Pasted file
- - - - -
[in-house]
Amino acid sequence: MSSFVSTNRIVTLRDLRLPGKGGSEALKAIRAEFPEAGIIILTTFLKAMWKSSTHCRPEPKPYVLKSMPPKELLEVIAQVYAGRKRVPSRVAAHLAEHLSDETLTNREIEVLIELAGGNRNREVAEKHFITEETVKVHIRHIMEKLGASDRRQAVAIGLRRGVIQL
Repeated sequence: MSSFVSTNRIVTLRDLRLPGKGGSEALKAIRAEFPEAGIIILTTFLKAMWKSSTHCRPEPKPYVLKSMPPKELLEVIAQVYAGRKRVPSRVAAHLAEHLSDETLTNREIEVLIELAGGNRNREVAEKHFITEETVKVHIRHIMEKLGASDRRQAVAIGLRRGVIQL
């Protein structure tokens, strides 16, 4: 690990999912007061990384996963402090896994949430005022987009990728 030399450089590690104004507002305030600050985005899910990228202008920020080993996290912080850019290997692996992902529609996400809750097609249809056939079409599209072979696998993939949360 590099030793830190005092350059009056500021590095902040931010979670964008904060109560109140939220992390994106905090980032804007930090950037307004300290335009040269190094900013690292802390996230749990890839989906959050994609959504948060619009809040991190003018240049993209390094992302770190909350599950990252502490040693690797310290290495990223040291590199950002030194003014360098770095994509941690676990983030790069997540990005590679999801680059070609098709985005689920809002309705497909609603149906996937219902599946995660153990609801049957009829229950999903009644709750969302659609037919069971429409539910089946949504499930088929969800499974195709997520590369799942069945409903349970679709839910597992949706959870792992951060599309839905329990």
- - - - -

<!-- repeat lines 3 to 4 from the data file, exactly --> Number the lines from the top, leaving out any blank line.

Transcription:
Repeated sequence: MSSFVSTNRIVTLRDLRLPGKGGSEALKAIRAEFPEAGIIILTTFLKAMWKSSTHCRPEPKPYVLKSMPPKELLEVIAQVYAGRKRVPSRVAAHLAEHLSDETLTNREIEVLIELAGGNRNREVAEKHFITEETVKVHIRHIMEKLGASDRRQAVAIGLRRGVIQL
């Protein structure tokens, strides 16, 4: 690990999912007061990384996963402090896994949430005022987009990728 030399450089590690104004507002305030600050985005899910990228202008920020080993996290912080850019290997692996992902529609996400809750097609249809056939079409599209072979696998993939949360 590099030793830190005092350059009056500021590095902040931010979670964008904060109560109140939220992390994106905090980032804007930090950037307004300290335009040269190094900013690292802390996230749990890839989906959050994609959504948060619009809040991190003018240049993209390094992302770190909350599950990252502490040693690797310290290495990223040291590199950002030194003014360098770095994509941690676990983030790069997540990005590679999801680059070609098709985005689920809002309705497909609603149906996937219902599946995660153990609801049957009829229950999903009644709750969302659609037919069971429409539910089946949504499930088929969800499974195709997520590369799942069945409903349970679709839910597992949706959870792992951060599309839905329990």